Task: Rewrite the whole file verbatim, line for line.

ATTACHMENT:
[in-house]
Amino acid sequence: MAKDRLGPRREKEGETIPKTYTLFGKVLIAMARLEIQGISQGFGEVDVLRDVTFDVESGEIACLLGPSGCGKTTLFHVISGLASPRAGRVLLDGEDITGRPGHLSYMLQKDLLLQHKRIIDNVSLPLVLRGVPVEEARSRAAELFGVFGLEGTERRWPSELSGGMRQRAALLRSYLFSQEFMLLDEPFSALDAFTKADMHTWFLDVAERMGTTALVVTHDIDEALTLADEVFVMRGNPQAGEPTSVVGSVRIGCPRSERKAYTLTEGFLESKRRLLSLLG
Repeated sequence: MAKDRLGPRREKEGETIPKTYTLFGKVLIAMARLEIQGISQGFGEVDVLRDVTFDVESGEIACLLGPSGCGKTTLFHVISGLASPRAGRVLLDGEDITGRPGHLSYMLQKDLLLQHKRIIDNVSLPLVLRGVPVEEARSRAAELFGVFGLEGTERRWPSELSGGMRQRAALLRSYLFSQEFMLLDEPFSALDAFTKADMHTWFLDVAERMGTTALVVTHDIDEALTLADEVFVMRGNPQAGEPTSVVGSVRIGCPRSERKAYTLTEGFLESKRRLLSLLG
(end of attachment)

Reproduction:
[in-house]
Amino acid sequence: MAKDRLGPRREKEGETIPKTYTLFGKVLIAMARLEIQGISQGFGEVDVLRDVTFDVESGEIACLLGPSGCGKTTLFHVISGLASPRAGRVLLDGEDITGRPGHLSYMLQKDLLLQHKRIIDNVSLPLVLRGVPVEEARSRAAELFGVFGLEGTERRWPSELSGGMRQRAALLRSYLFSQEFMLLDEPFSALDAFTKADMHTWFLDVAERMGTTALVVTHDIDEALTLADEVFVMRGNPQAGEPTSVVGSVRIGCPRSERKAYTLTEGFLESKRRLLSLLG
Repeated sequence: MAKDRLGPRREKEGETIPKTYTLFGKVLIAMARLEIQGISQGFGEVDVLRDVTFDVESGEIACLLGPSGCGKTTLFHVISGLASPRAGRVLLDGEDITGRPGHLSYMLQKDLLLQHKRIIDNVSLPLVLRGVPVEEARSRAAELFGVFGLEGTERRWPSELSGGMRQRAALLRSYLFSQEFMLLDEPFSALDAFTKADMHTWFLDVAERMGTTALVVTHDIDEALTLADEVFVMRGNPQAGEPTSVVGSVRIGCPRSERKAYTLTEGFLESKRRLLSLLG